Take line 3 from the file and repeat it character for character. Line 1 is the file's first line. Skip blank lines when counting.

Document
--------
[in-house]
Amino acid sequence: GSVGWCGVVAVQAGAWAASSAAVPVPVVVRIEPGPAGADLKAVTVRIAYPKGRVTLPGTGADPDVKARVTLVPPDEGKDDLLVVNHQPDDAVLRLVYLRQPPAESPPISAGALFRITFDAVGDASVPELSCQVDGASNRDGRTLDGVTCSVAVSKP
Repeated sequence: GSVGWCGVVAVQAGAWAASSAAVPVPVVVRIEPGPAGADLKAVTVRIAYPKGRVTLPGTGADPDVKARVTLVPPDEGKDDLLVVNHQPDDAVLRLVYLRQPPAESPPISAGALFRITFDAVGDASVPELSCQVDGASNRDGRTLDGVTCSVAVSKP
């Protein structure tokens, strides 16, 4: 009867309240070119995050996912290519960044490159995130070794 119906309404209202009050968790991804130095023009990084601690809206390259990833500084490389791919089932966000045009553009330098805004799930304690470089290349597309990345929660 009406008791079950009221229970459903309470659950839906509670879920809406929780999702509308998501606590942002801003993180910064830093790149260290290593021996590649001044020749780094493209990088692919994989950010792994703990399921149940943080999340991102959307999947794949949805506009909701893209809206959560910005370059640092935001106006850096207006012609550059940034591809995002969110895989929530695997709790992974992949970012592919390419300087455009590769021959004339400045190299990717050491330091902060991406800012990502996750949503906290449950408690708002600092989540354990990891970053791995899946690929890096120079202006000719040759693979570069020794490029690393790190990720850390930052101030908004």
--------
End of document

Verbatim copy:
Repeated sequence: GSVGWCGVVAVQAGAWAASSAAVPVPVVVRIEPGPAGADLKAVTVRIAYPKGRVTLPGTGADPDVKARVTLVPPDEGKDDLLVVNHQPDDAVLRLVYLRQPPAESPPISAGALFRITFDAVGDASVPELSCQVDGASNRDGRTLDGVTCSVAVSKP